I am trying to calculate how long I can run a given load (a sound system and laptop charger) from a 55 Ah 12 V battery using a pure sine wave inverter (specifically, this one). Though, at the end of the day, I'm mostly interested in figuring out "can this battery run the system for the duration of an event".

I used a Kill-a-Watt to measure the power used to run the system for a 4-hour event, and at the end it read 0.28 kWh.

I've calculated the capacity of my battery in watt-hours, including a factor for inverter inefficiencies (which admittedly, I just pulled out of the internet, if this looks wrong feel free to point me in the right direction!)

12 V * 55 Ah * 90% efficiency = 594 watt-hours. 594 is less than 280, so yes, the battery has the capacity to run my system for the duration I'm interested in (with plenty of wiggle room).

However, I noticed that the Kill-a-Watt reported a power factor fluctuating around 0.65-0.67.

I have heard (somewhere online, though I couldn't find it when I tried searching) that there's a difference between "apparent power" and "actual power". I can't find the reference for this claim, but I have heard that power factor is a concern in large industrial plants because "the power plant has to do the work to generate the whole sine wave, even if the load only uses part of it", and the power company measures the power factor for these industrial plants and charges them for the "apparent power", or "the entire sine wave".

Question #1: Is that understanding of power factor correct?

Question #2: Does this mean that I have to take power factor into consideration when calculating how long my battery can run my system? If my inverter needs to generate the "entire sine wave" but my load only uses 60% of it, where does that other 40% of the power go? Dissipated somewhere as heat?

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    \$\begingroup\$ I am not sure about the exact calculations, that is actually one of my concerns as well, which makes me very irritated when some solar equipment stores also sell LED bulbs which contain a capacitor voltage dropper circuit (VERY poor power factor) and advertise them as "power saving bulbs". What I do know is that a low power factor means you need to provide more power than used by the load, but can't tell you exactly how much more. I actually intend to do an experiment measuring EXACTLY such inverter loss due to poor power factor of a load. \$\endgroup\$ May 28, 2023 at 15:21
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    \$\begingroup\$ If the inverter design is good, you should see very little difference in current consumed from you battery with X W of AC power consumed with a PF of 1 and X W AC power with a PF of 0.65. \$\endgroup\$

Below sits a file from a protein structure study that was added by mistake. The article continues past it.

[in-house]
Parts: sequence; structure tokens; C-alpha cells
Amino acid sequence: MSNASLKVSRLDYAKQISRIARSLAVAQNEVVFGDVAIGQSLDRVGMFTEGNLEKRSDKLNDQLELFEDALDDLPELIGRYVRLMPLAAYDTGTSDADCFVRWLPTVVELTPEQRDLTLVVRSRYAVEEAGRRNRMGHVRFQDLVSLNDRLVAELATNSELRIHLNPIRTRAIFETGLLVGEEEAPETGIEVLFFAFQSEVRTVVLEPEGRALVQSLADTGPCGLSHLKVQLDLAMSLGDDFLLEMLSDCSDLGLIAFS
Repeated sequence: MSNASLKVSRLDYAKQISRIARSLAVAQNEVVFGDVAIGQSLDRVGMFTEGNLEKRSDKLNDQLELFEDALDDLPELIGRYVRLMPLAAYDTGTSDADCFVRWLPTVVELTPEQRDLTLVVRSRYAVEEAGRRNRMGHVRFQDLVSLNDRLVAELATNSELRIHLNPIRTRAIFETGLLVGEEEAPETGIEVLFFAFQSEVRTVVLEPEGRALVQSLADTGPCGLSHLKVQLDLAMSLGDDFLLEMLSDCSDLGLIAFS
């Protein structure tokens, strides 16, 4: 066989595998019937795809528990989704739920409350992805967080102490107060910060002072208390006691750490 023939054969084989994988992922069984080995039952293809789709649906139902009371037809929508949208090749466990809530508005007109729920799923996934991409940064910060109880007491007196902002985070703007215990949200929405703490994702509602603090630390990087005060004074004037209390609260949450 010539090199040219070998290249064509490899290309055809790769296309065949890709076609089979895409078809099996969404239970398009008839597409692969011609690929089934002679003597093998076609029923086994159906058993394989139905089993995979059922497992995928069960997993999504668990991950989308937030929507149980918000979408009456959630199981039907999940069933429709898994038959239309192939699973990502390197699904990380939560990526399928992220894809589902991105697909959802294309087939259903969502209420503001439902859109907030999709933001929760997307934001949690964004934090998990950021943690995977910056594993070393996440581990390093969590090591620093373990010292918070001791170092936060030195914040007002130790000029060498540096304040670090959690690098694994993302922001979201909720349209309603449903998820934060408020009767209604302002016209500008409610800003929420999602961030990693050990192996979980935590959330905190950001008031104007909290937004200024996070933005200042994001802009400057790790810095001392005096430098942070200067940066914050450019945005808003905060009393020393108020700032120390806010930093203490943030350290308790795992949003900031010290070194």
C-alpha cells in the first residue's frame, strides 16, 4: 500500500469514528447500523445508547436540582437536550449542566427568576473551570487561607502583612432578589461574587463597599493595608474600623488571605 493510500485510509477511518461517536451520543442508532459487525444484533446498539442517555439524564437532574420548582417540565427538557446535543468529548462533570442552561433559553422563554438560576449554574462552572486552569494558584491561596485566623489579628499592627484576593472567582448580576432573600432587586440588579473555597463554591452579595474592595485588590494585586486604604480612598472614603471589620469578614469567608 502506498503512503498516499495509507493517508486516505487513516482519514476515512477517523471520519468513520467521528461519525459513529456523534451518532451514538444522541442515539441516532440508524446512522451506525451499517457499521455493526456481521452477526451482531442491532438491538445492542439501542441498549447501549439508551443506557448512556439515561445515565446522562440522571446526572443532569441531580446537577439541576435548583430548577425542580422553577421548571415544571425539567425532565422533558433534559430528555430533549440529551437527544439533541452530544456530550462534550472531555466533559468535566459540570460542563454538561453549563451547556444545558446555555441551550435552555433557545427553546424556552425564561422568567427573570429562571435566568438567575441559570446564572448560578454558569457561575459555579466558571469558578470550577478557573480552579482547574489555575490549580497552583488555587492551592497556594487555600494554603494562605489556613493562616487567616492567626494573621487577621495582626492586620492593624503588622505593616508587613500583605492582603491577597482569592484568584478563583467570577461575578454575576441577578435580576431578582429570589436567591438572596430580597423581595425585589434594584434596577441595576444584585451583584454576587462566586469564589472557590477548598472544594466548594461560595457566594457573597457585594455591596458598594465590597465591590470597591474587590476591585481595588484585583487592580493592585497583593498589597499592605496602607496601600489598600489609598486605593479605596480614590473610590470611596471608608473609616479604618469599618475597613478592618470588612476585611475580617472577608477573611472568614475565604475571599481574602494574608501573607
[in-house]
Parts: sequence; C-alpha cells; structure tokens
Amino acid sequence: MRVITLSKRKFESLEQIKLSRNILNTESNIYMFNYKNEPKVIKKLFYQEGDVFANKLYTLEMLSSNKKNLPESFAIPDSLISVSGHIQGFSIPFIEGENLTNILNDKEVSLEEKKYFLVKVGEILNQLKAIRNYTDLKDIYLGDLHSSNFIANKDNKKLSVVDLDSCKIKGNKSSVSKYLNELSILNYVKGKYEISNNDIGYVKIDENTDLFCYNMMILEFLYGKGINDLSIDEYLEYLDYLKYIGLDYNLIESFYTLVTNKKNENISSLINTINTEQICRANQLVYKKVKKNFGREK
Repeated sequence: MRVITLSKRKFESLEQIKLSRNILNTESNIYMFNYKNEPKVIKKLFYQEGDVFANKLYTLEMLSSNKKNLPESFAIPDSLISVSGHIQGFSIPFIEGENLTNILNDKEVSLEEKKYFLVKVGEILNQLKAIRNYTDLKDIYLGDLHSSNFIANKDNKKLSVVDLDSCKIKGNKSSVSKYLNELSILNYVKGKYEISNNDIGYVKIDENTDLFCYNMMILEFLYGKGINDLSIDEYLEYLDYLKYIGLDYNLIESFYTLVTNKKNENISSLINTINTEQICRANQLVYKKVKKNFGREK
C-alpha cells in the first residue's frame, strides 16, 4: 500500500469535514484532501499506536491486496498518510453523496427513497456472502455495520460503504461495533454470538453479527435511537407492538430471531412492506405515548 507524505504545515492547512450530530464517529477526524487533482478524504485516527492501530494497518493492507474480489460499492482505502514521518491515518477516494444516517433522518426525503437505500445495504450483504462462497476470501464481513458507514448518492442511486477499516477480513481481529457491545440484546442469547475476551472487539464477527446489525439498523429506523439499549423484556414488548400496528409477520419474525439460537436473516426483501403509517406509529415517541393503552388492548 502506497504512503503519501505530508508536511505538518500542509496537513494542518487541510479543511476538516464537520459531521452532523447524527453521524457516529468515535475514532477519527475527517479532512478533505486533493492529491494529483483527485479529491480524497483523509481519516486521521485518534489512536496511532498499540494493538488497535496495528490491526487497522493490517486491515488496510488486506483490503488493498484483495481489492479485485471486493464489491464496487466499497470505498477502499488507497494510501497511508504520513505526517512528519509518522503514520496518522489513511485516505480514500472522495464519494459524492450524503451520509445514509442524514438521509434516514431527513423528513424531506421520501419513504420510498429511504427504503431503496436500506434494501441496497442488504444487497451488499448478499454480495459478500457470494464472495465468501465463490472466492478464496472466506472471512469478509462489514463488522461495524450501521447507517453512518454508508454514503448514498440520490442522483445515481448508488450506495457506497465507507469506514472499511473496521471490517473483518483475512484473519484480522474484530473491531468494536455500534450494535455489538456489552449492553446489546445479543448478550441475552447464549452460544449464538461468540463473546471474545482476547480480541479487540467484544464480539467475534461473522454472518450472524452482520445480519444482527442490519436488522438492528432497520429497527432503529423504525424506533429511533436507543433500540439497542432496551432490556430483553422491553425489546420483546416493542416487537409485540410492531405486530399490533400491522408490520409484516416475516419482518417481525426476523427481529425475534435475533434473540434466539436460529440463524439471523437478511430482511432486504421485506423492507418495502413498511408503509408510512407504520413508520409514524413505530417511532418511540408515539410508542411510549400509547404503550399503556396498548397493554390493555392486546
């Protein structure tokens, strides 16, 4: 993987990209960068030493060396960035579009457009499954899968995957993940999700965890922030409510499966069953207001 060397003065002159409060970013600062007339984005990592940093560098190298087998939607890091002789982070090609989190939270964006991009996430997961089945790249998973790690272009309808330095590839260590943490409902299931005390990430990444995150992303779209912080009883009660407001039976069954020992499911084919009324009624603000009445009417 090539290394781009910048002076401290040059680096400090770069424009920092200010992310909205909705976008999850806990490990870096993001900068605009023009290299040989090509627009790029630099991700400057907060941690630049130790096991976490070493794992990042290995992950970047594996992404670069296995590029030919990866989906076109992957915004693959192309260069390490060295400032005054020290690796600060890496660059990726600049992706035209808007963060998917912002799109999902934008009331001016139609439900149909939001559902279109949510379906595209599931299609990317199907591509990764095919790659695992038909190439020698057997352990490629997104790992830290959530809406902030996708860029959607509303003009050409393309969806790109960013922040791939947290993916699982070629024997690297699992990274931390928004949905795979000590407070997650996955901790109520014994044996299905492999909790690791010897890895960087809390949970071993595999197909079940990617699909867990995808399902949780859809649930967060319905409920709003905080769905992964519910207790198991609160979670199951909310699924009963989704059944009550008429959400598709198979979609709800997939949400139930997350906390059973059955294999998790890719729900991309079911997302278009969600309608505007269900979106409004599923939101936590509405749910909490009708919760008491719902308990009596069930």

– winny
    May 28, 2023 at 18:20

1 Answer 1


Apparent power is what you get when you multiply Vrms and Irms. You get units of power, but you don't necessarily get real power flow.

The easiest way to see this is probably the fact that, suppose a load draws current as voltage crosses zero. The power is therefore near zero during that time, but Irms includes the current during this time, raising Irms and therefore Vrms*Irms as a result.

What this implies for the inverter, depends on its design. The power dissipation and power output (apparent or real) of an amplifier are in general unrelated.

Most likely, it's a class D amplifier, which will dissipate some idle power while operating, and additional power under load. Mostly depending on load current. But exactly how much, who knows.

So, as a basic assumption, consider the increase in load current. If the load is 280Wh and efficiency is 90%, then 311Wh would be drawn with no apparent-power penalty, or 31.1Wh dissipated by the inverter. For a power factor of 0.6, suppose the losses increase by the reciprocal, i.e. 51.8Wh. For a total 332Wh.

But this is at best an assumption, and either consult your inverter's manual -- if it gives load and efficiency curves at all -- or just try it yourself and see. A four hour test isn't that big a deal in the grand scheme of things, but it's understandable if this isn't practicable.

It certainly seems unlikely that it would be so bad as to draw full apparent power (or worse), so having some extra capacity should be fine.

Also beware of depth of charge, depending on what type of battery you're using, and expected life / cycle time. Or time between discharge and charge (when that matters e.g. lead acid).

  • \$\begingroup\$ I hadn't thought about checking with the manufacturer - the manual doesn't have any curves, but I can try emailing them and asking! \$\endgroup\$
    – maples
    Jun 1, 2023 at 15:58
  • \$\begingroup\$ Regarding your last statement about "time between discharge and charge" - I am using an AGM lead acid battery. I've heard it's generally considered "good" to only discharge it to about half its capacity before recharging, but this is the first I've heard about timing between charge and discharge. Can you point me to more information about that? \$\endgroup\$
    – maples
    Jun 1, 2023 at 16:11
  • \$\begingroup\$ e.g. louwrentius.com/… I'm not sure if anyone gives lifetime vs. depth of discharge vs. duration in discharged state, but it stands to reason that there is a continuum between these, which gives rise to the "shouldn't be left in discharged state for very long" advice. AFAIK, the mechanism is amorphous PbSO4 slowly crystallizing, and/or the crystals growing in size. Crystals are slowly reactive, or inactive, contributing to grid corrosion and reduced active area ("sulfation"). I imagine a solid state diffusion mechanism is in play. \$\endgroup\$ Jun 1, 2023 at 22:01

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